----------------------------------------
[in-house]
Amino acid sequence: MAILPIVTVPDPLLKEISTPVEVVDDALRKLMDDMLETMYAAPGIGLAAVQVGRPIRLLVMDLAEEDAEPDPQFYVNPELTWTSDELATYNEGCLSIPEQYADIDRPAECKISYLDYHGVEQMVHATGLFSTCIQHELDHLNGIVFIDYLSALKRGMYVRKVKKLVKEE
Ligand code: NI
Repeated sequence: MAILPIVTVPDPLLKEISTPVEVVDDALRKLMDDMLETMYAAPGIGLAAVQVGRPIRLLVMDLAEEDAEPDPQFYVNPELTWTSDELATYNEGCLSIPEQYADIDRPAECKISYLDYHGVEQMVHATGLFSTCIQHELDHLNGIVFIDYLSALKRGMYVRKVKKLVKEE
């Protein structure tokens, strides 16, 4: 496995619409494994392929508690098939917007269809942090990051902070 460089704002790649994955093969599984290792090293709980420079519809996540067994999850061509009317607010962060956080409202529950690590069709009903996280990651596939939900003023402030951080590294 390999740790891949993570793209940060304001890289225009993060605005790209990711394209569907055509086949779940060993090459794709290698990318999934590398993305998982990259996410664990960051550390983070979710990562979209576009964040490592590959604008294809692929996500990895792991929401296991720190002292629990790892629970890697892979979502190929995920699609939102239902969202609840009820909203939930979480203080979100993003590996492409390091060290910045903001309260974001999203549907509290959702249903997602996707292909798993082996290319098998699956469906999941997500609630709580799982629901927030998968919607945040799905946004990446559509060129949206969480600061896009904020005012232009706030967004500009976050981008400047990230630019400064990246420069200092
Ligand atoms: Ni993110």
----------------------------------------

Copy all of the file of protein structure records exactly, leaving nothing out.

[in-house]
Amino acid sequence: MAILPIVTVPDPLLKEISTPVEVVDDALRKLMDDMLETMYAAPGIGLAAVQVGRPIRLLVMDLAEEDAEPDPQFYVNPELTWTSDELATYNEGCLSIPEQYADIDRPAECKISYLDYHGVEQMVHATGLFSTCIQHELDHLNGIVFIDYLSALKRGMYVRKVKKLVKEE
Ligand code: NI
Repeated sequence: MAILPIVTVPDPLLKEISTPVEVVDDALRKLMDDMLETMYAAPGIGLAAVQVGRPIRLLVMDLAEEDAEPDPQFYVNPELTWTSDELATYNEGCLSIPEQYADIDRPAECKISYLDYHGVEQMVHATGLFSTCIQHELDHLNGIVFIDYLSALKRGMYVRKVKKLVKEE
């Protein structure tokens, strides 16, 4: 496995619409494994392929508690098939917007269809942090990051902070 460089704002790649994955093969599984290792090293709980420079519809996540067994999850061509009317607010962060956080409202529950690590069709009903996280990651596939939900003023402030951080590294 390999740790891949993570793209940060304001890289225009993060605005790209990711394209569907055509086949779940060993090459794709290698990318999934590398993305998982990259996410664990960051550390983070979710990562979209576009964040490592590959604008294809692929996500990895792991929401296991720190002292629990790892629970890697892979979502190929995920699609939102239902969202609840009820909203939930979480203080979100993003590996492409390091060290910045903001309260974001999203549907509290959702249903997602996707292909798993082996290319098998699956469906999941997500609630709580799982629901927030998968919607945040799905946004990446559509060129949206969480600061896009904020005012232009706030967004500009976050981008400047990230630019400064990246420069200092
Ligand atoms: Ni993110």